What conditions are considered a disability for Social Security?
The Social Security Administration has a list of conditions on their website to determine the criteria for which people are eligible for payments.
Social Security payments don’t just cover seniors, they cover the disabled as well. Both the Supplementary Security Income (SSI) and the Social Security Disability Insurance (SSDI) payments can be attained by having a disability, but both have different requirements.
The SSI is the simpler to attain, being designed to provide financial assistance for seniors or people with disabilities who have a limited income. Most state have their own support programs to assist people on SSI benefits.
A recipient can have both payments at once, if they satisfy criteria of both programmes.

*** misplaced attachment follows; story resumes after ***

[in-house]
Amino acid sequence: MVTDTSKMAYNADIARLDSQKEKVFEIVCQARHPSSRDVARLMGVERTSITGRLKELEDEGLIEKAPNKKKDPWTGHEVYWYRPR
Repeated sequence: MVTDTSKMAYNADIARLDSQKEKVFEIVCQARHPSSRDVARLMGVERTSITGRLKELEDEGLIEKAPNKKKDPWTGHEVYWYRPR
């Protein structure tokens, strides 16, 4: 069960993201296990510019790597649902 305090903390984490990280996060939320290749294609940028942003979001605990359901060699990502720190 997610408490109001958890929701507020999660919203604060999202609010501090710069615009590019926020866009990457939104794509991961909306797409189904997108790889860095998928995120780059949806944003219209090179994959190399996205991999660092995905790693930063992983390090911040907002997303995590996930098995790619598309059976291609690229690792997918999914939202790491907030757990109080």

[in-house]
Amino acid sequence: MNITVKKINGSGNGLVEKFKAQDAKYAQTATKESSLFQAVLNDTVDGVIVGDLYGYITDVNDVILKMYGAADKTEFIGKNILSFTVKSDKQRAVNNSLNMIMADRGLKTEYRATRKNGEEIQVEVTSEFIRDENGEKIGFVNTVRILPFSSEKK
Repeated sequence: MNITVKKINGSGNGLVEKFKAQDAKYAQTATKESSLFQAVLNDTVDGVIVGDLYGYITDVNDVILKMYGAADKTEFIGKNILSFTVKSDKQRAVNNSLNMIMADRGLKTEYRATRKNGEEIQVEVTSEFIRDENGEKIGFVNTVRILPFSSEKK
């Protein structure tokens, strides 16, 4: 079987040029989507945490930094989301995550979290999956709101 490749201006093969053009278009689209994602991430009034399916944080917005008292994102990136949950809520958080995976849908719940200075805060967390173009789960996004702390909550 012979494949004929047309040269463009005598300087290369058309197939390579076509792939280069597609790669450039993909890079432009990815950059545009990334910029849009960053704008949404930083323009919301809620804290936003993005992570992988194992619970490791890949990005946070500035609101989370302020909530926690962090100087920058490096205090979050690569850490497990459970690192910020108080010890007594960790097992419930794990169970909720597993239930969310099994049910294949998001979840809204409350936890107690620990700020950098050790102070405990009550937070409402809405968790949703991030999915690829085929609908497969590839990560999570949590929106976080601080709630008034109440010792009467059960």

To qualify for the SSDI individuals must be registered as disabled, using the list below, and must also satisfy certain work history requirements. Bear in mind that family members working (spouse or parent) can also be used to satisfy the requirements, which would be difficult for many to achieve who are born disabled.
Individuals must also have had their disability prevent them from working for at least five months, although this stipulation does not exist for claimants who are suffering from amyotrophic lateral sclerosis (ALS).
List of impairments
In-depth information for each section can be found with the links.
My disability isn’t on that list, what do I do?
The listing of impairments is not exhaustive and it is possible to qualify for SSDI or SSI if your disorder is not specified above. This is also true if it doesn’t exactly match the cited medical requirements.
However, you will have to make a case to Social Security that your illness or symptoms are as severe as those above in terms of limiting your work or daily functioning.